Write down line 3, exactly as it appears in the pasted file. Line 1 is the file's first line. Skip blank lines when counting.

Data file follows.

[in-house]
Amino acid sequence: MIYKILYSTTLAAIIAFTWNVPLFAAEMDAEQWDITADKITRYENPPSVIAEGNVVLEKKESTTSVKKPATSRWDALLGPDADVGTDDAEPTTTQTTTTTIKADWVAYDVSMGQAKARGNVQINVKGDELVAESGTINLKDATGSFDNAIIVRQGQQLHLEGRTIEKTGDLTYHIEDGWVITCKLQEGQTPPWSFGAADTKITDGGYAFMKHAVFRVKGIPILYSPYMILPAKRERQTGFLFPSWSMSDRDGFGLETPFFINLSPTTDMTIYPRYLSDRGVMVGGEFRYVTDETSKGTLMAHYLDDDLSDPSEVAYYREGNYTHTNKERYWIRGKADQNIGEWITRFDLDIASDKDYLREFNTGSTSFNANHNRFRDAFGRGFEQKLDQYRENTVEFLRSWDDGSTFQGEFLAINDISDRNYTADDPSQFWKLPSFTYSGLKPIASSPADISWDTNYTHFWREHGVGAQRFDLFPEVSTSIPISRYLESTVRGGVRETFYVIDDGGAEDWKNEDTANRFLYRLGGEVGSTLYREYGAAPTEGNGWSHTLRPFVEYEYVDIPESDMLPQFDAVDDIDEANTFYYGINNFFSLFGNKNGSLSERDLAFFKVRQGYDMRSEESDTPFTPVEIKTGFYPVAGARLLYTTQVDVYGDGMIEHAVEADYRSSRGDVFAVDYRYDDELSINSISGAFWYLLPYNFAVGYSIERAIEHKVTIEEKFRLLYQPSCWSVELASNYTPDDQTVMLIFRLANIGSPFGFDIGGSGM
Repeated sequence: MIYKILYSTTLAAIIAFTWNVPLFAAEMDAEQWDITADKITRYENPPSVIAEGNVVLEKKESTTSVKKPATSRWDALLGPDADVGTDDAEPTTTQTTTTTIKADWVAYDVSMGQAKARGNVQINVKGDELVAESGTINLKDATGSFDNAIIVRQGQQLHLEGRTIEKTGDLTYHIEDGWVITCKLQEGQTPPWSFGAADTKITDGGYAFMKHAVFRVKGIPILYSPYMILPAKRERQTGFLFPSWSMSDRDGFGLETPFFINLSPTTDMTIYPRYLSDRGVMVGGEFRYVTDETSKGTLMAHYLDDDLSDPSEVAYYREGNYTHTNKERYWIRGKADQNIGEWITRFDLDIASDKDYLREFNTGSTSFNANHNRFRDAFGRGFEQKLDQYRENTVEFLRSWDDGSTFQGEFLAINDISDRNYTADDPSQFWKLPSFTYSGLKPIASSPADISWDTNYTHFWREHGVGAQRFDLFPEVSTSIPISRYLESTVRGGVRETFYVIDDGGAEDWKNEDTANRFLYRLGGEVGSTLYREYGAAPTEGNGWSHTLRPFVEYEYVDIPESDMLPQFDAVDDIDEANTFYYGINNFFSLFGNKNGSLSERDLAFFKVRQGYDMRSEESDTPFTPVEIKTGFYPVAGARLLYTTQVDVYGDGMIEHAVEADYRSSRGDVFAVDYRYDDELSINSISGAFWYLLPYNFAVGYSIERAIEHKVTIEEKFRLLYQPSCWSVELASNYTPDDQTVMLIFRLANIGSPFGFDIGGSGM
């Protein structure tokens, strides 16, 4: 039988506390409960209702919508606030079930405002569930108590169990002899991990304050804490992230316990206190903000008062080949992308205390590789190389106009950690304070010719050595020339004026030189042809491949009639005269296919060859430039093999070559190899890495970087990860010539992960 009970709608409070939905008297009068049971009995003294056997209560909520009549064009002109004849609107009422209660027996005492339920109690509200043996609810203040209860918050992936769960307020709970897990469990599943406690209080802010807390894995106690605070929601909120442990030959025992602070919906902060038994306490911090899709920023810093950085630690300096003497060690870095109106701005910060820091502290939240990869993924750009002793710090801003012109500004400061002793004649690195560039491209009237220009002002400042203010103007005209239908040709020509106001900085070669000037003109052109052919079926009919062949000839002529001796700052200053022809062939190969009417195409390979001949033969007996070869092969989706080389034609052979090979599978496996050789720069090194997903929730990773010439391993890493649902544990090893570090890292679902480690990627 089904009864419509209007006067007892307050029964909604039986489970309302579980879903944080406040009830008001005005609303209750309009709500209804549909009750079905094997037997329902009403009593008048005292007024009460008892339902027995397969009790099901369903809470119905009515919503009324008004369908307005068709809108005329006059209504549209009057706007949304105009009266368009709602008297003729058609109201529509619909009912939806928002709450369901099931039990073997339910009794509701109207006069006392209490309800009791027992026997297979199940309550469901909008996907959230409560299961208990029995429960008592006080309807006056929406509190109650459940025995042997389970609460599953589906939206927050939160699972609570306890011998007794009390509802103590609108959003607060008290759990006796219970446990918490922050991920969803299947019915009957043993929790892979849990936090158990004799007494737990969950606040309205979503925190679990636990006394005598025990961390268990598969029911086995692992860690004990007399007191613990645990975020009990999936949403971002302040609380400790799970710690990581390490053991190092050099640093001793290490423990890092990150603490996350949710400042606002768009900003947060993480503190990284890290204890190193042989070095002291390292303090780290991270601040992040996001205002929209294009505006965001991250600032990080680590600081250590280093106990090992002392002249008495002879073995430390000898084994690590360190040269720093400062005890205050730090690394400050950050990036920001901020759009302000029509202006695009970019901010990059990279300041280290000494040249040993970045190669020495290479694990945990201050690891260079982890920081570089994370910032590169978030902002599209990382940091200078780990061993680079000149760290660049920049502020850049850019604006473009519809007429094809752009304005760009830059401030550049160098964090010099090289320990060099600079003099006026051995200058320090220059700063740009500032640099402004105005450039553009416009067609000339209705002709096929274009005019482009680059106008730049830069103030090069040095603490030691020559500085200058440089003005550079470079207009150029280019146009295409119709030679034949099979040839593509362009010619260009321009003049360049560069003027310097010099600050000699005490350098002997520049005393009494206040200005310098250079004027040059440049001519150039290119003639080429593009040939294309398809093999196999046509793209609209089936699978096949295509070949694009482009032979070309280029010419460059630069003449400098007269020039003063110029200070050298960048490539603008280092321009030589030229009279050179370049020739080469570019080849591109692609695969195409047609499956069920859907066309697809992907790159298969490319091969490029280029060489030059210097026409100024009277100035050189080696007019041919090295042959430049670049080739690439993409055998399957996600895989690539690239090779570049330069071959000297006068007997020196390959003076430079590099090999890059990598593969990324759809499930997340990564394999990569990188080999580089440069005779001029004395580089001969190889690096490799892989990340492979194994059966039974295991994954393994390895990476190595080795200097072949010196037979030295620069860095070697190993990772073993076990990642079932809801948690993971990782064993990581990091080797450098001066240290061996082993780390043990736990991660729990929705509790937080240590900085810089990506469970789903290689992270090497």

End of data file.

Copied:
Repeated sequence: MIYKILYSTTLAAIIAFTWNVPLFAAEMDAEQWDITADKITRYENPPSVIAEGNVVLEKKESTTSVKKPATSRWDALLGPDADVGTDDAEPTTTQTTTTTIKADWVAYDVSMGQAKARGNVQINVKGDELVAESGTINLKDATGSFDNAIIVRQGQQLHLEGRTIEKTGDLTYHIEDGWVITCKLQEGQTPPWSFGAADTKITDGGYAFMKHAVFRVKGIPILYSPYMILPAKRERQTGFLFPSWSMSDRDGFGLETPFFINLSPTTDMTIYPRYLSDRGVMVGGEFRYVTDETSKGTLMAHYLDDDLSDPSEVAYYREGNYTHTNKERYWIRGKADQNIGEWITRFDLDIASDKDYLREFNTGSTSFNANHNRFRDAFGRGFEQKLDQYRENTVEFLRSWDDGSTFQGEFLAINDISDRNYTADDPSQFWKLPSFTYSGLKPIASSPADISWDTNYTHFWREHGVGAQRFDLFPEVSTSIPISRYLESTVRGGVRETFYVIDDGGAEDWKNEDTANRFLYRLGGEVGSTLYREYGAAPTEGNGWSHTLRPFVEYEYVDIPESDMLPQFDAVDDIDEANTFYYGINNFFSLFGNKNGSLSERDLAFFKVRQGYDMRSEESDTPFTPVEIKTGFYPVAGARLLYTTQVDVYGDGMIEHAVEADYRSSRGDVFAVDYRYDDELSINSISGAFWYLLPYNFAVGYSIERAIEHKVTIEEKFRLLYQPSCWSVELASNYTPDDQTVMLIFRLANIGSPFGFDIGGSGM